When St. Euphrosyne was a child, St. Cyril was the patriarch of Alexandria, the city where she lived. She was the only child of a wealthy and important family. But her mother died when she was still young, and she was raised by her father, a man who was pious in spite of his great wealth.

The Christological controversies filled the air and the conversations of Alexandria during Euphrosyne’s childhood. Patriarch Cyril disputed with the Nestorians. Councils were held in Ephesus. And Euphrosyne’s father spent as much of his time as he could manage at a monastery, talking with the abbot. He brought his daughter with him. She learned much of theology, and much of church politics, from those visits.

When she turned 18, her father chose a husband and planned a wedding for her. They went to the monastery for a blessing, which they received from the abbot. But Euphrosyne didn’t want to marry the young man her father had chosen for her. She would rather lead a life of solitude and prayer.

Somehow, she encountered a wandering monk. The conversation between them must have been fascinating. By the end of it, he agreed to tonsure her, without ever speaking to her father. And without speaking to her father, she left their home to find a monastery. She thought that her father would find her in a women’s monastery. She feared that he would bring her home and force her to marry against her will. But where could she go?

Euphrosyne and Smaragdos

She decided to give up being the woman Euphrosyne. She gave her jewelry and other belongings to the poor. Then, dressing as a man, she became the eunuch Smaragdos, which means Emerald. I can’t help thinking that she took the name as a reminder of all that she had given away.

Smaragdos went to the men’s monastery where Euphrosyne had spent so much time with her father. The monks didn’t realize who he was (or if they did, they didn’t let on), and they took the eunuch in.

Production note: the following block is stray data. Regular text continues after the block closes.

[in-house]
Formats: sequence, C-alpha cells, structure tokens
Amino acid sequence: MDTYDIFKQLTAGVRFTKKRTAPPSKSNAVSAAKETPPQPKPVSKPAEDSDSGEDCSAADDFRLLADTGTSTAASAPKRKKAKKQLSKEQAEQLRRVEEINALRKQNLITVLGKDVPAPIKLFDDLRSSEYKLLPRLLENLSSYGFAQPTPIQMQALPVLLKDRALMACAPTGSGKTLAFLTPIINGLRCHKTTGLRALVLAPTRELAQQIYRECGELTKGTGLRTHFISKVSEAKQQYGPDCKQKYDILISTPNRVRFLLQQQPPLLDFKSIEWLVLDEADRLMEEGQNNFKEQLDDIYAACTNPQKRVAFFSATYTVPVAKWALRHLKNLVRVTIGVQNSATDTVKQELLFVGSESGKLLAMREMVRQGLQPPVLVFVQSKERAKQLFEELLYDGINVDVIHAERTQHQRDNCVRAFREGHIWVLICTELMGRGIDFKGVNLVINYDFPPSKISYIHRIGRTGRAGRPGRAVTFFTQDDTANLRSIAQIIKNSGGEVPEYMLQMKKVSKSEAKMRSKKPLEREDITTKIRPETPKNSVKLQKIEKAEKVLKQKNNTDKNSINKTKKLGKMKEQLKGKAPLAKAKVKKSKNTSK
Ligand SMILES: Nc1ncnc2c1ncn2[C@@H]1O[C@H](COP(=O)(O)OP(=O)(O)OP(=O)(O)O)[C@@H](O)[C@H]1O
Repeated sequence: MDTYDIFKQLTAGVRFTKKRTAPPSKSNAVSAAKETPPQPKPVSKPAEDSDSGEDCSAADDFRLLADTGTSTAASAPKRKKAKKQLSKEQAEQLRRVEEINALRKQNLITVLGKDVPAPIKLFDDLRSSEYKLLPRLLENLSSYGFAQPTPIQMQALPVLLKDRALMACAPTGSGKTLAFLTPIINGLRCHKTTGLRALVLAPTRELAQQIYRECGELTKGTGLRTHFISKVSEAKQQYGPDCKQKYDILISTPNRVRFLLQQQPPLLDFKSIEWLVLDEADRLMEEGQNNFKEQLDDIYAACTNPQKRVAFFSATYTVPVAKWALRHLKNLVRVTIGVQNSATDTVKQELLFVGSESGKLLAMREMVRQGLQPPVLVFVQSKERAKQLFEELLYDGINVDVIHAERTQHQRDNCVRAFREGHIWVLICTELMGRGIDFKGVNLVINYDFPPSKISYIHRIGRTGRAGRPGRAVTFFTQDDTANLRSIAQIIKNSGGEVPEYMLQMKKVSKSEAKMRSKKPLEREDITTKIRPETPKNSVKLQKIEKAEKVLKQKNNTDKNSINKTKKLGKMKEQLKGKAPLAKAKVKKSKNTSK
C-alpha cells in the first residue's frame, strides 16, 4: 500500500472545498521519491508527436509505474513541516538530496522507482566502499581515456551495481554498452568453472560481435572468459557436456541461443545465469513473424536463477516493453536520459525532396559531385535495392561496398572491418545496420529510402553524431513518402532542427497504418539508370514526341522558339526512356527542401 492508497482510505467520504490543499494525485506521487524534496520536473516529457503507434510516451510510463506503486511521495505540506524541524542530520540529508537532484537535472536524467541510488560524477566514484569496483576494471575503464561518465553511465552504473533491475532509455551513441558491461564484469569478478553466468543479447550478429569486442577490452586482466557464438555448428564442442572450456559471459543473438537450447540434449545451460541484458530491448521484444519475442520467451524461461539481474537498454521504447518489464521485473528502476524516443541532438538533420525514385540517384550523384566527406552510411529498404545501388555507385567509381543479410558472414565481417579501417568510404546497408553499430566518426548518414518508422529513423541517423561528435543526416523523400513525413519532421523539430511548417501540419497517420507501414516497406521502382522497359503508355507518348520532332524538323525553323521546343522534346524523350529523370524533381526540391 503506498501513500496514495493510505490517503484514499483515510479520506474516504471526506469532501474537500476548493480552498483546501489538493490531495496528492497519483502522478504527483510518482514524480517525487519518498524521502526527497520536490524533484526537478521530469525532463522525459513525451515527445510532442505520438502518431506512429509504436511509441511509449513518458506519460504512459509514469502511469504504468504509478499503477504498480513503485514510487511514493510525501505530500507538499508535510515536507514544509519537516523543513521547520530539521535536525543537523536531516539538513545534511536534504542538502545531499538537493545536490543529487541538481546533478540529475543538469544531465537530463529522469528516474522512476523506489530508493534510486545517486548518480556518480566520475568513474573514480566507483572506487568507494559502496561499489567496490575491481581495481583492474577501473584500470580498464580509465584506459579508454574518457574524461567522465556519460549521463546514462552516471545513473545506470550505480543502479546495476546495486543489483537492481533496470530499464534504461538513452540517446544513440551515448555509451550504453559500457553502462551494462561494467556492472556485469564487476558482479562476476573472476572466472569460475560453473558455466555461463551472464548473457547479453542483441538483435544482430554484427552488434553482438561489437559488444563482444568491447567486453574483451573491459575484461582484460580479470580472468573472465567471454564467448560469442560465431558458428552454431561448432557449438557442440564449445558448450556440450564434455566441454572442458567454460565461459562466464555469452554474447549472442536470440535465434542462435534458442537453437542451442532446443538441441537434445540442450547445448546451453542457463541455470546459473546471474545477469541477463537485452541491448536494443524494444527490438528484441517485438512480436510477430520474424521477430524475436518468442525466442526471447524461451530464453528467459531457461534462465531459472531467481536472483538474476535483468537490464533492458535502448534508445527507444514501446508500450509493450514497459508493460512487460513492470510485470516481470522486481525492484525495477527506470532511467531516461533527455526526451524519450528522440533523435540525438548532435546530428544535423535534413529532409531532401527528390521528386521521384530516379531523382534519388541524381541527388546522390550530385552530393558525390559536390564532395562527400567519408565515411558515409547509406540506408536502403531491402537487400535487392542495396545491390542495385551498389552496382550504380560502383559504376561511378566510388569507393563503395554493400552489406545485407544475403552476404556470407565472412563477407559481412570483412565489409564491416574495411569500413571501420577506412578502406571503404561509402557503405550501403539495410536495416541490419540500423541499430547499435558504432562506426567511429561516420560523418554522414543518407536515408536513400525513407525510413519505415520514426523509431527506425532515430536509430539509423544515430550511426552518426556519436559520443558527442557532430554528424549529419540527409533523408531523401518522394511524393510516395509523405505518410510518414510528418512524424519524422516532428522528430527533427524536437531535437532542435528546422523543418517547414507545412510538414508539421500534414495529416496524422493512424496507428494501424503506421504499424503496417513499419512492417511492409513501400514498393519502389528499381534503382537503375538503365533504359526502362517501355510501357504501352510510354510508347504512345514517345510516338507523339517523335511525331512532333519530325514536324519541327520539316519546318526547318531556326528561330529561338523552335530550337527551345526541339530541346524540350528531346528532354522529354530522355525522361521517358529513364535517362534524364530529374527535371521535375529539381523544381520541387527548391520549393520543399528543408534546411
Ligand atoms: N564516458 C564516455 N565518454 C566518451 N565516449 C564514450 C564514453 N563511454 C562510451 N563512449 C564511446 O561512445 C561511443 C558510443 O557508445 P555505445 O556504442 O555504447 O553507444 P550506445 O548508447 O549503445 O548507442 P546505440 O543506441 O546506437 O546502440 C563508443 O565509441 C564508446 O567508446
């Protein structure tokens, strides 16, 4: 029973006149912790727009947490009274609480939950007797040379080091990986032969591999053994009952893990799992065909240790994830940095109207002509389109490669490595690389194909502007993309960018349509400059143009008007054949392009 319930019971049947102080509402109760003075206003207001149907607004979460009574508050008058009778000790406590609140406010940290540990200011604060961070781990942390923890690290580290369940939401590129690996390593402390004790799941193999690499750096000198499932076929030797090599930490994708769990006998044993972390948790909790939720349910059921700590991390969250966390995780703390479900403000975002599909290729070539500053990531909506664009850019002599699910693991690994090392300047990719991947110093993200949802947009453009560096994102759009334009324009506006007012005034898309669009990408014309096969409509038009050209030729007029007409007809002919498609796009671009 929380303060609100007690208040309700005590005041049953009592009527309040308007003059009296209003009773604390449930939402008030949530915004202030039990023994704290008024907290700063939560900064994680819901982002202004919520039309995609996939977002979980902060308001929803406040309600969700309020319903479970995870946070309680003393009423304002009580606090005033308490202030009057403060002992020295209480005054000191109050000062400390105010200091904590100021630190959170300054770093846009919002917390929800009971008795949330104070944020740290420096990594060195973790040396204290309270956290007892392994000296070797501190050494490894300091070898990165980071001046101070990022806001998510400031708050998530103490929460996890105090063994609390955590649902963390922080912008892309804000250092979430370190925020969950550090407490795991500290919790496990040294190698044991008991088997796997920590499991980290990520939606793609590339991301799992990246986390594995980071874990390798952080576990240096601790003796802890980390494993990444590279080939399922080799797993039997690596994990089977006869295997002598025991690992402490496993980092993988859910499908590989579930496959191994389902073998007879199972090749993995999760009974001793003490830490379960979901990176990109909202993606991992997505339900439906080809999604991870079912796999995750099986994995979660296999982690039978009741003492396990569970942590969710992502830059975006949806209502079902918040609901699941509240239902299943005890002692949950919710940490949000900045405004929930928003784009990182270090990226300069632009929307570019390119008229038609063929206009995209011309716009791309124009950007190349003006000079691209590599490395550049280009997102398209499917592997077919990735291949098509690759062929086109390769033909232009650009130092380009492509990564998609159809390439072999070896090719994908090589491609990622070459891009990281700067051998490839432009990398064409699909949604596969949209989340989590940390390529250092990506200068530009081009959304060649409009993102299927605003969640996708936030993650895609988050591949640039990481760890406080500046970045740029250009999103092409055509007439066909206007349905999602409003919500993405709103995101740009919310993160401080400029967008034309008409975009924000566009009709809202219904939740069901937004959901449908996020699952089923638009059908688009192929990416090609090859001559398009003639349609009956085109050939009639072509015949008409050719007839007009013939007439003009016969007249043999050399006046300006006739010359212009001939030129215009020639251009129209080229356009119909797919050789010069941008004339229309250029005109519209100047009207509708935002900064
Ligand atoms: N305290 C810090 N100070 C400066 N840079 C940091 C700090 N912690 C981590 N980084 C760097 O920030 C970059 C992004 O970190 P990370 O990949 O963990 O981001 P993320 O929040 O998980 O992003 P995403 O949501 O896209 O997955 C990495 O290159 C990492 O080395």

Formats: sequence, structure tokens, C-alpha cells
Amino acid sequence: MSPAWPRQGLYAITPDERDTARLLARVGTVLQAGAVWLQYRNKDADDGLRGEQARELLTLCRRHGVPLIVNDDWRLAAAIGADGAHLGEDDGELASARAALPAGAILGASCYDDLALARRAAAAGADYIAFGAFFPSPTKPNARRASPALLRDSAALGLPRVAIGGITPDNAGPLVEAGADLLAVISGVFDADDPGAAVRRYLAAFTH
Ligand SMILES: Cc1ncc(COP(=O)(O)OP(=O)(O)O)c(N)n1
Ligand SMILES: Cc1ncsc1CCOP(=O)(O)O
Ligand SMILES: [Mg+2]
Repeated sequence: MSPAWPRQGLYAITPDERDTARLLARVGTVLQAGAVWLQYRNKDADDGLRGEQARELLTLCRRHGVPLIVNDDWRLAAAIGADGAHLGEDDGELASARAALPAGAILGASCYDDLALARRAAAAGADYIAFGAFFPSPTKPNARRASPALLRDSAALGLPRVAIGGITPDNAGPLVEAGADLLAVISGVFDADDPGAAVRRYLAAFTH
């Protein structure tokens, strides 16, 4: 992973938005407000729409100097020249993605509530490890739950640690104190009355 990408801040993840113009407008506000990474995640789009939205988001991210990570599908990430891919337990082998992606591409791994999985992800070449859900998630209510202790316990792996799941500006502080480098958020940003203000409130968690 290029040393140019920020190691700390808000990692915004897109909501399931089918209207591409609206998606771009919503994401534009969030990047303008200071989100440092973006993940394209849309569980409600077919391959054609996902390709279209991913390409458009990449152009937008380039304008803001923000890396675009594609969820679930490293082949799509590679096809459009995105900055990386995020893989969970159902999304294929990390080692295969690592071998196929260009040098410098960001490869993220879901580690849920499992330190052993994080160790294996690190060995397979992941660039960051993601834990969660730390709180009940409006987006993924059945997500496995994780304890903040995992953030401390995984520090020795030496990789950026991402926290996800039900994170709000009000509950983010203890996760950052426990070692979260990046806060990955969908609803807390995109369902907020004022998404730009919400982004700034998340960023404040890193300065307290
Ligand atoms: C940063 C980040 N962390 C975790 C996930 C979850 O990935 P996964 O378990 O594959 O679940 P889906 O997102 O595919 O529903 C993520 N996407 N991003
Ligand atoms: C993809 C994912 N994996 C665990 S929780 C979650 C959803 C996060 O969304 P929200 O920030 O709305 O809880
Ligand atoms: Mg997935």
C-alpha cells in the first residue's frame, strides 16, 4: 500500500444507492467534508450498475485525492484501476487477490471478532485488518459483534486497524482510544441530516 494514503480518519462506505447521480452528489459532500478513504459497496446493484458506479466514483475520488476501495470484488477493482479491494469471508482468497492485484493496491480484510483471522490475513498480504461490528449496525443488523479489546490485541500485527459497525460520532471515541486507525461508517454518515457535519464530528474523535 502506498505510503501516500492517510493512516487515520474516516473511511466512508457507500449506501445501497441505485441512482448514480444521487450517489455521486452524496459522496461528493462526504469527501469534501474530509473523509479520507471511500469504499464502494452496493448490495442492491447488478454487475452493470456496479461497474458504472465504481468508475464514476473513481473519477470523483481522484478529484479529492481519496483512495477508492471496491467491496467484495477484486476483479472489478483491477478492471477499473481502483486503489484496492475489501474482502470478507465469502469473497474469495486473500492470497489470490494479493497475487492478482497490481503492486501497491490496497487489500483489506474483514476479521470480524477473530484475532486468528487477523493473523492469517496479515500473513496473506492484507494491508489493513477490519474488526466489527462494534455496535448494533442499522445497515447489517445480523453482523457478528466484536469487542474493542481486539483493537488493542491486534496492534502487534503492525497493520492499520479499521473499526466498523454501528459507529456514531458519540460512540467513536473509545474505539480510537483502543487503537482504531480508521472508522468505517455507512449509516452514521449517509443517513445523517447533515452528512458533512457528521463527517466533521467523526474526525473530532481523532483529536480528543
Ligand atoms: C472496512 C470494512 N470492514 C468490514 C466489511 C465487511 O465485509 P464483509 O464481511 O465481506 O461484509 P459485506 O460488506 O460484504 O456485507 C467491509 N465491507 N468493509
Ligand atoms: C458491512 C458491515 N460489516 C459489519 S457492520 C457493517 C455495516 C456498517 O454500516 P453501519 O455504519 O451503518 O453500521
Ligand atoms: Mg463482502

Smaragdos spent 38 years there, in a solitary cell. Perhaps, when he decided to go that particular monastery, which he had spent so much time at and loved so dearly, it didn’t occur to him that his father would continue coming to the monastery as he always had. He went there, perhaps, even more often than he had in the past, to seek guidance and comfort after Euphrosyne disappeared.

As Smaragdos’s reputation for wisdom and piety grew, the other monks strove to be like him. And after some time, the abbot began sending Euphrosyne’s father to the eunuch Smaragdos, for consolation and spiritual guidance.

When Smaragdos knew that his death was near, he finally told his father that he was Euphrosyne. Euphrosyne asked her father to be the one to prepare her body for burial. When she died, he did as she asked. Then he gave away all his wealth and came to the monastery as a monk. He lived in the cell that had belonged to the eunuch Smaragdos, laboring for ten years until his own death.

Kontakion of St. Euphrosyne

Desiring to reach the life on high, you earnestly spurned every vain and fleeting pleasure here below and lived among men as if a man, O all-famed Euphrosyne, since for the sake of Christ your Bridegroom you forsook a bridegroom that was temporal.

Read More

17 essential picture books for Orthodox Christian kids: If you’re looking for picture books that include stories about Orthodox Christian people and traditions, you’ll find them on this list.

Disabilities and Special Needs in the Church: Some people are uncomfortable around people with disabilities. They don’t know what to do or say. You can get some advice here, from people with disabilities, to make it easier.

Justinian and Theodora: A Love Story: St. Theodora, the wife and co-ruler with St. Justinian the Great, is one of my very favorite saints.

Buy the Books!

Catherine's Pascha and The Saint Nicholas Day Snow
These delightfully diverse books provide disability representation (Elizabeth, one of the main characters, is an ambulatory wheelchair user). They also give Orthodox Christian children the rare opportunity to see themselves in books, and children who are not Orthodox the chance to see cultural practices they may not be familiar with.

Catherine’s Pascha

Catherine doesn’t like vegetables. She doesn’t like naps. She doesn’t like it when her mom combs her hair. She loves hot dogs, chocolate cake, and her best friend, Elizabeth. Most of all, she loves Pascha! Pascha, the Orthodox Christian Easter, is celebrated in the middle of the night, with processions and candles and bells and singing. And Catherine insists that she’s not a bit sleepy.

Celebrate the joy of Pascha through the magic of a book: Catherine’s Pascha. Available on Amazon, Bookshop.org, and my webstore.

The Saint Nicholas Day Snow

Shoes or stockings? Horse or sleigh? Does St. Nicholas visit on December 6 or on Christmas Eve? Will a little girl’s prayer be answered? When Elizabeth has to stay at Catherine’s house, she’s worried about her grandmother, and worried that St. Nicholas won’t find her. The grownups, though, are worried about snow.

Celebrate the wonder of St. Nicholas Day through the magic of a book: The Saint Nicholas Day Snow. Available on Amazon, Bookshop.org, or my webstore.

Pin It on Pinterest

Share This

Share This

Share this post with your friends!